Sunday, February 21, 2016


We have seedlings somewhere on the farm almost 52 weeks of the year. About 300 cold hardy flowers have been on our sunporch all winter, and will go in the ground as soon as we can find it. We are still snow covered, but this week it should all wash away.

We are about 12 weeks out from our local frost free date, so we start seeds in earnest now. Both flower and vegetable are in the basement, on heating pads, under lights (that are on timers), wrapped in insulation and checked for water needs twice daily.

The solid insulation is a new addition this year. There are gaps in it, and the temperature in the basement is about 30 degrees cooler than the heating mats, so air is naturally circulating around the soil and seedlings.

It's important to keep the lights as close to the seeds/seedlings as possible. Today we picked up a watering wand that has a tiny, flexible water rose  at the end. It can be adjusted to almost flat, allowing the water to go between the lights and the soil while taking up just a tiny bit of space.

Already more than a thousand seeds are in the soil in this stand. Some are Hardy enough to go outside as soon as the snow melts, others will live here for another 10-12 weeks. Preparations.

Thursday, February 18, 2016


It's almost time for a delivery of baby chicks. We will get a delivery early next week. It's been months since we had any chicks in the brooders, so it's time to get ready!

When Claire was 3, we bought a set of garden tools for her. Kid size shovel, rake and hoe. 

That purple, short handled hoe is the perfect size for this job. With a short swing and small head it easily breaks up what is in the bottom.

A hardware cloth lid, a spot to clamp the heat lamp, a wire to hang the feeder and a hook for the water.

A couple wheelbarrows of sawdust and we are ready!

Wednesday, February 10, 2016

fences with holes

We have 6 dogs on the farm now. 6!

No more for now.

They tend to lose their registration tags within a week or two of attaching to their collars. We are on the hunt for inch wide collars, so that we can rivet the tag on. Maybe that will work?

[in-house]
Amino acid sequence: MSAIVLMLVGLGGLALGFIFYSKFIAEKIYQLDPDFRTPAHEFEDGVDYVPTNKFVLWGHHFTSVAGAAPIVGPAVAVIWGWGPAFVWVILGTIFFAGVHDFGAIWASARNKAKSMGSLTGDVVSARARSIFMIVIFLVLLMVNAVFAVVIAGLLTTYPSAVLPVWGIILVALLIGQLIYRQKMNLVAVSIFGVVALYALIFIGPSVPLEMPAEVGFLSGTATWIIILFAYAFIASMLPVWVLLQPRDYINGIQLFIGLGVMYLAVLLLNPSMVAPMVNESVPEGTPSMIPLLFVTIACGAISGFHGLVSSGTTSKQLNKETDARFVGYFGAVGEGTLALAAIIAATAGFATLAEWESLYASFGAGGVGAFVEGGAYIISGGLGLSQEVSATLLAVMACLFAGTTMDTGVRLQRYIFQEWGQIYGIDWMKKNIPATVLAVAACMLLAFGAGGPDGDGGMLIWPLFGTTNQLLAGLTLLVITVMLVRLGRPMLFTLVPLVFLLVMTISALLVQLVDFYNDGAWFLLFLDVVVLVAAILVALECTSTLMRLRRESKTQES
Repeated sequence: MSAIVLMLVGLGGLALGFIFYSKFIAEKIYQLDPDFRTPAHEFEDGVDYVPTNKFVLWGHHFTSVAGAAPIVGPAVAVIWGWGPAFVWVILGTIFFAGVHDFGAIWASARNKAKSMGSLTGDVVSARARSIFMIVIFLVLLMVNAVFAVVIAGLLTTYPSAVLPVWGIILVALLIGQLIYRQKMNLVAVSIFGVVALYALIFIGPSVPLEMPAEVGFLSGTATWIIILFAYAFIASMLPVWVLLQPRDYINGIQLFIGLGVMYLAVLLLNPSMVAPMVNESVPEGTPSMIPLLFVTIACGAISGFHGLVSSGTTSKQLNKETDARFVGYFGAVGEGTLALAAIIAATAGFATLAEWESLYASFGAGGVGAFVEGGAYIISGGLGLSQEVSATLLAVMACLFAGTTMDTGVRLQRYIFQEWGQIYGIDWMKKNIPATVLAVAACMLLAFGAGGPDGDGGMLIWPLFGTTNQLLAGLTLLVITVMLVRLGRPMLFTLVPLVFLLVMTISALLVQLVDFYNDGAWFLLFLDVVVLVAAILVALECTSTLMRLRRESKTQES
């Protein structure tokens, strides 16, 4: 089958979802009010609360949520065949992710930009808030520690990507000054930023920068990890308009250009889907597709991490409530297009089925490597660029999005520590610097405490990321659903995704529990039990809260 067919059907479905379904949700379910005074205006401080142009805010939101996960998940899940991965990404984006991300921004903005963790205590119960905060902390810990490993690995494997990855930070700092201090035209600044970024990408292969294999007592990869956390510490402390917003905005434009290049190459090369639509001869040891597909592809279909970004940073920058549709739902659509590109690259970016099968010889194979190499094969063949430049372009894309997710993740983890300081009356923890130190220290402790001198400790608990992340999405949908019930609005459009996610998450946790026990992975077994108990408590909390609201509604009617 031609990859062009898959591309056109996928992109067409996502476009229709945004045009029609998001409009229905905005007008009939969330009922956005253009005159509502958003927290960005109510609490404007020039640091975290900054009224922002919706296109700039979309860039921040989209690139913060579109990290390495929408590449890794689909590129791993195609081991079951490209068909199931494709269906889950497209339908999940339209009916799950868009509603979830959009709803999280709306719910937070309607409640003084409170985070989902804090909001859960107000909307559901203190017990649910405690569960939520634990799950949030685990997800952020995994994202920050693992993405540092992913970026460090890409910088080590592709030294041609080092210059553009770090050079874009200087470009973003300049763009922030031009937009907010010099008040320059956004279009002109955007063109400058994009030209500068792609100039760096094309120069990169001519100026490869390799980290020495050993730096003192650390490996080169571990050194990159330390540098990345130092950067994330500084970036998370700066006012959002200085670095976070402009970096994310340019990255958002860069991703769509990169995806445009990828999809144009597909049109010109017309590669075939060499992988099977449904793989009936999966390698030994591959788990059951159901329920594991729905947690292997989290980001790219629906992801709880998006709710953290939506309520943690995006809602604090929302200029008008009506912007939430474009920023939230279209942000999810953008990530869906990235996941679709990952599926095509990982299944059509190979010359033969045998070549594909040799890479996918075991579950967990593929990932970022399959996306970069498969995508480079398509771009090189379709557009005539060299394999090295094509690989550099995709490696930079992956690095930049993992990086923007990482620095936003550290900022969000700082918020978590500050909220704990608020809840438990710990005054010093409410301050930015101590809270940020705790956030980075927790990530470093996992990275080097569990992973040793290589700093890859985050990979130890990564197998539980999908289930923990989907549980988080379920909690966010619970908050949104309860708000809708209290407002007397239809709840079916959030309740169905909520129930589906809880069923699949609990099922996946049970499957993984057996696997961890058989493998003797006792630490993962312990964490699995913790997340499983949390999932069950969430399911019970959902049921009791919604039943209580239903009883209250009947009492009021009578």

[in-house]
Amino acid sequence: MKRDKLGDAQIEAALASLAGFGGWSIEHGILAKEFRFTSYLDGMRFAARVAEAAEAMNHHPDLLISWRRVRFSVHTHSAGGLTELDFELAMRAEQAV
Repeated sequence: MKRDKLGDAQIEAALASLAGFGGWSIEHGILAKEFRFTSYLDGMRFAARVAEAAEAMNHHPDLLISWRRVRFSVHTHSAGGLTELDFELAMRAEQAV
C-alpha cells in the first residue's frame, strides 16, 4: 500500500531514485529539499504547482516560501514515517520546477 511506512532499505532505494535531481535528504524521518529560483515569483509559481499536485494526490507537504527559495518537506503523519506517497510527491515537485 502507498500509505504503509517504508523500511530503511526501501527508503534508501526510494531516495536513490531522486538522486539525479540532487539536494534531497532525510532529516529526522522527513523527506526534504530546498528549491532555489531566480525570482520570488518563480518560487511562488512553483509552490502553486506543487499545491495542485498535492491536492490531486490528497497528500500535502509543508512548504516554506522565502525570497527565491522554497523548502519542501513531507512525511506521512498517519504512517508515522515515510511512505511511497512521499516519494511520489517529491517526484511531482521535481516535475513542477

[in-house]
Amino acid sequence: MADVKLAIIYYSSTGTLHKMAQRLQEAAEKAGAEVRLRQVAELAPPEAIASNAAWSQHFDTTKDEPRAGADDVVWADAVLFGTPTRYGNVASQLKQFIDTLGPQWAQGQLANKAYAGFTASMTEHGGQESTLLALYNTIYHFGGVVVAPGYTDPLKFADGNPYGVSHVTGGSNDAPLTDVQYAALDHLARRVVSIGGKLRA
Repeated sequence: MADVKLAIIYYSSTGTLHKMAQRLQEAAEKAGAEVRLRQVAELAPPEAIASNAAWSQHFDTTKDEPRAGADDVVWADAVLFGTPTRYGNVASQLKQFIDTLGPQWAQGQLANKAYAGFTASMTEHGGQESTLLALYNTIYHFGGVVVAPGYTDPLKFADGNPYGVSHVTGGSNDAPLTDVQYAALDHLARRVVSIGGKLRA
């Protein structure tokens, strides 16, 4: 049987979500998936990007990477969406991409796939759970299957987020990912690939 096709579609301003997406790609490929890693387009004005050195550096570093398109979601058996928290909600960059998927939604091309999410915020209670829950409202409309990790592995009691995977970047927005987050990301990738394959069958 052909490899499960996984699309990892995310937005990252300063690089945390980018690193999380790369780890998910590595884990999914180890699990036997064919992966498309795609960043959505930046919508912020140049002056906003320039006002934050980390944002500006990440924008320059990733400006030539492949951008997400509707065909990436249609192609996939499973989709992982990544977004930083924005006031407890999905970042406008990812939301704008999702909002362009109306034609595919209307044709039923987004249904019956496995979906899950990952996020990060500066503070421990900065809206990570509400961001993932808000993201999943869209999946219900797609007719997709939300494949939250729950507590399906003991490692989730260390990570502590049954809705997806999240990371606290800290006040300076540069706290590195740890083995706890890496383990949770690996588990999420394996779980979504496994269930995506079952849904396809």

This dog ran lickety split off farm when the gate was open the other day.

She is a short legged dog with a white belly and black back. A dachshund and beagle mix. 

As we searched for her, a neighbor told us he had not seen her just then, but that our Jack Russell had been over to meet his dog.

Huh? We have a fenced yard and we think we track the dogs pretty well, and get them if they get out. One was visiting outside our fence without one of us in pursuit?

Makes me wonder. Which one?

One of these?

Or this one we've only had for a few months?

Not one of them is telling us, it remains a pure mystery.

Wednesday, February 3, 2016


Today it is raining, and will do so all day. At Sunnyside Farm we are overwhelmingly grateful it is not snowing. And we are all perfectly happy to have the rain wash the snow away.

With each day we need different footwear.

Today these rubber, knee high boots. Because with rain and snow melt its a sea of mud out there.

Yesterday, low boots that are sturdy with a little more insulation. Yesterday it was walking on frozen ground in freezing temperatures.

A few days ago it was full on snow boots, the kind with thick, felted wool liners. The snow was DEEP and temperatures were in the teens.

And when weeding, seeding and watering in the hoophouse these light, flexible, waterproof and still supportive slip ons are used.

Lace ups? No thanks. We have to be in and out of buildings, handling livestock, soil, water and waste. Easy on and off with room for thick socks is on the farmers wintertime list.


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